[I]f the slaves were freed 200,000 soldiers would be required ‘to retain Kentucky in the Union, and then the soldiers would be compelled to aid in exterminating the black race.’ If the slaves were freed, he asserted, ‘there is but one thing to be done with them; they must be wiped out-totally obliterated. It must be a merciless, savage extermination . . . . The two races . . . cannot exist in the same country, unless the black race is in slavery.FN29 Sentiments of this tenor were officially validated when the legislature passed a law permitting the enslavement of any African American entering Kentucky who stated they owed their freedom to the Emancipation Proclamation.FN30 Kentuckians’ anger escalated when President Lincoln decided to recruit African Americans to fight in the war because “it challenged the basic assumption that blacks were inherently inferior to whites.”FN31 While Kentucky did not end up seceding,FN32 the legislature did refuse to ratify the Thirteenth Amendment.FN33 Even after the Secretary of State announced the Amendment had been ratified, the Kentucky legislature “refused to change its stance”FN34 and again voted down ratifying the Amendment.FN35 By all indications, racial inequality had become indelibly ingrained in Kentucky’s social fabric, which adversely affected the workings of the state’s criminal justice system; especially when deciding who should live and who should die. As noted earlier, the Commonwealth has executed 427 people.FN36 Racially, the overwhelming majority of people executed were either African-American, accounting for 54%, or Caucasian, accounting for 42%.FN37 Even though female capital offenders benefit greatly from the death penalty’s gender bias,FN38 the group is responsible for generating one of the most remarkable race and the death penalty statistics: Kentucky has only executed one Caucasian female, while 83% of the females executed were African-American.FN39 Another astounding statistic from this category is that “no white man in Kentucky died on the gallows or in the electric chair for the rape of a black woman.”FN40 In Kentucky, more African-American men, 222,FN41 than Caucasian men, 177,FN42 lost their lives on the scaffold, in the electric chair, or on the gurney.FN43 Eight men belonging to the former group, however, lost their lives because of how a facially race neutral law was applied. Action taken by the legislature in the early twentieth century fostered some hope that the execution of Roger Warren, an African-American male, on May 25, 1911 would be the last execution carried out by hanging.FN44  The year before the legislature authorized switching the state’s sole method of execution from hanging to electrocution.FN45 In addition, executions were to “take place within the walls of the State penitentiary”FN46 away from the purview of the public.FN47 This hope was reinforced when eighteen year old James Buckner, African-American like his predecessor Roger Warren, christened Kentucky’s electric chair “Ole’ Sparky” on July 8, 1911.FN48 Nine years later the outcome in a capital case in Lexington involving an African American man accused of murdering and raping a ten year old white female would land a cruel blow to hopes about transforming the relationship between the rope and violence. In February 1920, twenty three year old Will Lockett confessed to murdering young Geneva Hardman.FN49 Given the circumstances, the sexual assault, the victim/defendant racial and gender paradigm: white female victim and black male defendant, and the girl’s tender age, the authorities “[f]ear[ed] a mob might storm the jail [so they]  . . . rushed [Lockett] to the state penitentiary in Frankfort.”FN50 The next day Lockett was indicted for murder and the judge vowed “there would be no delay . . . and that the trial would start . . . Monday, [February 9, 1920] only five days after the murder.”FN51 The Governor promised “Lexington officials that troops would be sent to protect Lockett on his return to the city.FN52 The press did its best to  quell the public’s call for mob violence by assuring people that “Lockett’s trial would be quick and the outcome certainFN53 and they were: in less than thirty minutes Lockett was convicted, though by pleading guilty he helped honor the pledge that justice would be swift,FN54 and “sentenced . . . to die in the electric chair.”FN55 “Although elated . . . a number of Lexington whites expressed the belief that . . . Lockett should have been made to suffer by dying at the end of a rope [in public for sexually assaulting Geneva].”FN56 The legislature’s response to this suggestion was extraordinarily fast and a week after Lockett died by electrocutionFN57the legislature approved an Act to amend section one of the execution by electrocution statute by adding the following: “Except in cases where the accused has been adjudged to suffer a death sentence for the crime of rape or attempted rape, in which event sentence shall be executed by hanging the condemned in the county in which the crime was committed.”FN58 The hanging was supposed to be done “within an enclosure”FN59 and before no more than “one hundred persons.”FN60 Although this law was race neutral, its application decidedly was not. Nine men were executed in accordance with this law and all were men of color.FN61 This law’s success, as well as securing death sentences against African American capital offenders in general, was greatly dependent upon having accommodating juries. This was best achieved by seating all white juries, which was easy to accomplish when African Americans were statutorily expressly barred from being jurors. In the late 19th century, however, the United States Supreme Court created two obstacles in an effort to end this long-standing discriminatory practice: it held that statutes expressly prohibiting African Americans from serving on juries, and racially neutral statutes applied in a manner that accomplishes the same result, violate the accused’s and the excluded potential jurors’ right to equal protection under the Fourteenth Amendment.FN62 As a result, a greater cost was attached to seating an all white jury: violating the defendant’s and potential jurors’ constitutional rights. Smith v. CommonwealthFN63 and Hale v. CommonwealthFN64 are representative of the problem. Smith, “a negro,”FN65 was indicted for murder by an all white grand jury and another all white jury found him guilty as charged and sentenced him to death. On appeal he contended his conviction was invalid because it was no accident that he, “a negro,” was indicted, tried, and convicted by all white juries. Smith apprised the Kentucky Court of Appeals that about twenty percent of the voters in Hardin County were African American and fifteen percent of them were eligible for jury service; yet, the jury commissioners, white men, never selected them.FN66 The court gave short shrift to Smith’s argument, “finding no error” and affirmed the judgment.FN67 Three decades later another ”negro,”FN68 Joe Hale, also convicted of murder and sentenced to death, revisited the issue with the Kentucky Court of Appeals. Hale had evidence to prove that “going back as far as 1906, no member of the African race had been summoned or served on a grand or a petit jury in McCracken county.”FN69 He argued:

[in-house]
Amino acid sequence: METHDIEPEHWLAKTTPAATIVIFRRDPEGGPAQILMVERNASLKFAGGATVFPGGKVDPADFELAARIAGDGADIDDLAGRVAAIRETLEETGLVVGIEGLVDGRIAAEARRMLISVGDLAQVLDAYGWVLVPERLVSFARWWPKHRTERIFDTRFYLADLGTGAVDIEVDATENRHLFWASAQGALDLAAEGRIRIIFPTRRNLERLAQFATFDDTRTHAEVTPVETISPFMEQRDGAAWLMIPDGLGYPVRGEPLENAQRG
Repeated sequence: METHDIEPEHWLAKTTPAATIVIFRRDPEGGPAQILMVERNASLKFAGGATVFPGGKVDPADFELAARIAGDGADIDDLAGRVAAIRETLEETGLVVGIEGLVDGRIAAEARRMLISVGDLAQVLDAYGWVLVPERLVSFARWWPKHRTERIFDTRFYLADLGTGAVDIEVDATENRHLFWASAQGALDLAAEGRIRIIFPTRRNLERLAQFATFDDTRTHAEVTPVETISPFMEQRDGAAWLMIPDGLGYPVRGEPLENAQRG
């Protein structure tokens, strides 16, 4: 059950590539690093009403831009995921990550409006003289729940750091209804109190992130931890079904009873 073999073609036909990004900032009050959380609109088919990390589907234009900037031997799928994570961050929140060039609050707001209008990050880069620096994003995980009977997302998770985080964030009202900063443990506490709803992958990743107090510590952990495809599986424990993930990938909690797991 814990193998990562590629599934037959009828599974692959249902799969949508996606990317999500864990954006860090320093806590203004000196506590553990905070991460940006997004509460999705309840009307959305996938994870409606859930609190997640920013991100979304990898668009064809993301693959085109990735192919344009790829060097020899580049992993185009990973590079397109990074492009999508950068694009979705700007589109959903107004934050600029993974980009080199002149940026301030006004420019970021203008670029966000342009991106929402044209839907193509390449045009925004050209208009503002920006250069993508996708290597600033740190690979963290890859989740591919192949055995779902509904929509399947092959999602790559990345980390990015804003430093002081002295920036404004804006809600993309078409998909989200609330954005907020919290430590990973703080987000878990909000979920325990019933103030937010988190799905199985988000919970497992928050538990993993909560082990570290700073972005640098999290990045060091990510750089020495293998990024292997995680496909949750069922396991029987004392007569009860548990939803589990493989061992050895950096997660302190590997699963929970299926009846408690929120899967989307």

[T]he foregoing facts, when proved, show a long continued, unvarying and wholesale exclusion of negroes from jury service in this county on account of their race and color; that it has been systematic and arbitrary on the part of the officers and commissioners who select the names for jury service, for a period of fifty years or longer.FN70 The court detected problems with Hale’s proof, starting with his failure to include evidence in the record proving he “was a member of the African race,”FN71 but the court was forgiving of this evidentiary omission and conceded that “the court no doubt by observation knew that fact to be true.”FN72 The court’s greatest concern was about what it deemed Hale’s “failure to charge therein as grounds therefore, that such exclusion of members of the African race from service on juries was superinduced and occurred ‘solely because they were members’ of that race.”FN73  The United States Supreme Court, however, saw the evidence offered by Hale in an entirely different light: “We are of the opinion that the affidavits . . . sufficed to show a systematic and arbitrary exclusion of negroes from the jury lists solely because of their race or color, constituting a denial of the equal protection of the laws guaranteed to petitioner by the Fourteenth Amendment.”FN74 The Court reversed the judgment and remanded the case for “further proceedings not inconsistent with this opinion.”FN75 Unfortunately, Kentucky did not heed the Court’s admonishment that “proceedings not be inconsistent with that opinion” because in 1986, almost half a century later, the state found itself back in front of the Court for the same practice: excluding African Americans from being jurors.FN76 In this round, the state’s exclusionary strategy involved exercising peremptory challenges as a way to get rid of African AmericansFN77 [in order to seat an all white or as close to all white jury as possible]. Once again, the Court chided the Commonwealth for violating constitutional rights that are guaranteed to everyone, regardless of color, creed, gender or religion. Discriminatory practices continue to plague the administration of capital punishment in Kentucky,FN78 despite the fact the Commonwealth was at the vanguard with respect to following a recommendation made by the Supreme Court in 1987 that racial problems associated with the use of the death penalty be resolved through legislation.FN79 And in 1998, Kentucky became the first jurisdiction in the United States to enact a Racial Justice Act.FN80 Yet, there are lingering concerns about the Act’s effectiveness.FN81 The pervasiveness of gender discrimination is disheartening; especially when one remembers that the proportion of women and men sentenced to death in Kentucky during capital punishment’s modern era is almost the same as the proportion of the women and men executed over a period of time exceeding two centuries.FN82 Is history repeating itself? Or, is it simply that little has changed at the core in the use of the death penalty? If so, then perhaps now is the time to implement real tangible change. Certain considerations indicate change might be warranted. In 1962 Kelly Moss was executed.FN83 The following year the people of Kentucky elected Edward Breathitt to serve as the Commonwealth’s Chief Executive and he “brought an already strong aversion to capital punishment with him to the governorship.”FN84  “In the 1964 General Assembly he endorsed a bill abolishing the death penalty.”FN85 He also “announced a general stay of execution for all condemned state prisoners until he could place the measure before the legislature once again in 1966.”FN86 So, for several years, Kentucky could be considered a de facto abolitionist jurisdiction. Three decades passed before Kentucky carried out another execution.FN87 These thirty plus years include periods of time when Kentucky actually did not have capital punishmentFN88 and when Kentuckians decided to partially abolish the death penalty by forbidding it to be imposed on a segment of the population.FN89 Only two people have been executed since McQueen was in 1997 and both were volunteers.FN90 Therefore, it has been sixteen years since Kentucky has used its execution machinery on a non-volunteer. During what collectively amounts to a significant period of time, there was not nor has there been a public outcry when the death penalty has been absent, de jure or de facto, from the Commonwealth. Perhaps that means the time is ripe for changes to be made; specifically, those of the magnitude sufficient to stop Kentucky from going round and round and round on the death penalty wheel, continually repeating the longstanding problems associated with the state’s death penalty practice.